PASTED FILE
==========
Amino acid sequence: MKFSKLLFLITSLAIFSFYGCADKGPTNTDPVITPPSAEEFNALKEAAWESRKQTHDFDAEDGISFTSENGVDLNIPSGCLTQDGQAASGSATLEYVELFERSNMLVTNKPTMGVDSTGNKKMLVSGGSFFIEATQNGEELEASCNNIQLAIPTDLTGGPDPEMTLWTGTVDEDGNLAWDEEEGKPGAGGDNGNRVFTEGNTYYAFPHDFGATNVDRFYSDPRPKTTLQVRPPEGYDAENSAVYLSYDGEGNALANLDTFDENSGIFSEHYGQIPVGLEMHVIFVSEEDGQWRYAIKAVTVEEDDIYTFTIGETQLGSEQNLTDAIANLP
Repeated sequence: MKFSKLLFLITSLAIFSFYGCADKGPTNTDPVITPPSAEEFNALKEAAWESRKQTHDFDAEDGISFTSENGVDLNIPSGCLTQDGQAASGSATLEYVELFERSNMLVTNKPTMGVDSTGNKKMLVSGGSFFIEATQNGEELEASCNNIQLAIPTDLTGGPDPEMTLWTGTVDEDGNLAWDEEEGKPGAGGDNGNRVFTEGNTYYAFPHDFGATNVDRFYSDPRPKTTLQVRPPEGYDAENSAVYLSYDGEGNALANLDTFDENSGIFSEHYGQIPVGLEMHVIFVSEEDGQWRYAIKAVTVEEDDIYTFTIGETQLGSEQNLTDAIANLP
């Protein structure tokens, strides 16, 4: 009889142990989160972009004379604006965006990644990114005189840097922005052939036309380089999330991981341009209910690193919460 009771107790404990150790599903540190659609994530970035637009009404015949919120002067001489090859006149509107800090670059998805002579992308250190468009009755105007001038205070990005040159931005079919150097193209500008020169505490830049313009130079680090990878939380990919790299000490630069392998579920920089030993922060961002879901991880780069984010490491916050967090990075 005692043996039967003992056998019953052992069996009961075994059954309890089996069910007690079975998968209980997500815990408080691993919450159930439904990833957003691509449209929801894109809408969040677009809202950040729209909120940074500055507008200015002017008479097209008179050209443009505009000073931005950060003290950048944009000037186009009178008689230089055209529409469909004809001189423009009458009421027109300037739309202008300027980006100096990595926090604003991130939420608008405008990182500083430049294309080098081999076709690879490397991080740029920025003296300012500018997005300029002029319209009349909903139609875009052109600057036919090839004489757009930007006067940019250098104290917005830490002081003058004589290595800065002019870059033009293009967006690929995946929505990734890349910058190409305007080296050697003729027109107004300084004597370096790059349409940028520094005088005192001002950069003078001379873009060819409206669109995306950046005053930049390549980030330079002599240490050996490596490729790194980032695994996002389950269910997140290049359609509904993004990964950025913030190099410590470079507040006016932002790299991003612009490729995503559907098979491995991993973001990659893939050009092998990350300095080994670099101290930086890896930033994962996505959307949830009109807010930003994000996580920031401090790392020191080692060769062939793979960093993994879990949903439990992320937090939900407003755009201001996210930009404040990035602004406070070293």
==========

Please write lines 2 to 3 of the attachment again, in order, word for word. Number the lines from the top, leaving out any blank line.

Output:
Repeated sequence: MKFSKLLFLITSLAIFSFYGCADKGPTNTDPVITPPSAEEFNALKEAAWESRKQTHDFDAEDGISFTSENGVDLNIPSGCLTQDGQAASGSATLEYVELFERSNMLVTNKPTMGVDSTGNKKMLVSGGSFFIEATQNGEELEASCNNIQLAIPTDLTGGPDPEMTLWTGTVDEDGNLAWDEEEGKPGAGGDNGNRVFTEGNTYYAFPHDFGATNVDRFYSDPRPKTTLQVRPPEGYDAENSAVYLSYDGEGNALANLDTFDENSGIFSEHYGQIPVGLEMHVIFVSEEDGQWRYAIKAVTVEEDDIYTFTIGETQLGSEQNLTDAIANLP
């Protein structure tokens, strides 16, 4: 009889142990989160972009004379604006965006990644990114005189840097922005052939036309380089999330991981341009209910690193919460 009771107790404990150790599903540190659609994530970035637009009404015949919120002067001489090859006149509107800090670059998805002579992308250190468009009755105007001038205070990005040159931005079919150097193209500008020169505490830049313009130079680090990878939380990919790299000490630069392998579920920089030993922060961002879901991880780069984010490491916050967090990075 005692043996039967003992056998019953052992069996009961075994059954309890089996069910007690079975998968209980997500815990408080691993919450159930439904990833957003691509449209929801894109809408969040677009809202950040729209909120940074500055507008200015002017008479097209008179050209443009505009000073931005950060003290950048944009000037186009009178008689230089055209529409469909004809001189423009009458009421027109300037739309202008300027980006100096990595926090604003991130939420608008405008990182500083430049294309080098081999076709690879490397991080740029920025003296300012500018997005300029002029319209009349909903139609875009052109600057036919090839004489757009930007006067940019250098104290917005830490002081003058004589290595800065002019870059033009293009967006690929995946929505990734890349910058190409305007080296050697003729027109107004300084004597370096790059349409940028520094005088005192001002950069003078001379873009060819409206669109995306950046005053930049390549980030330079002599240490050996490596490729790194980032695994996002389950269910997140290049359609509904993004990964950025913030190099410590470079507040006016932002790299991003612009490729995503559907098979491995991993973001990659893939050009092998990350300095080994670099101290930086890896930033994962996505959307949830009109807010930003994000996580920031401090790392020191080692060769062939793979960093993994879990949903439990992320937090939900407003755009201001996210930009404040990035602004406070070293």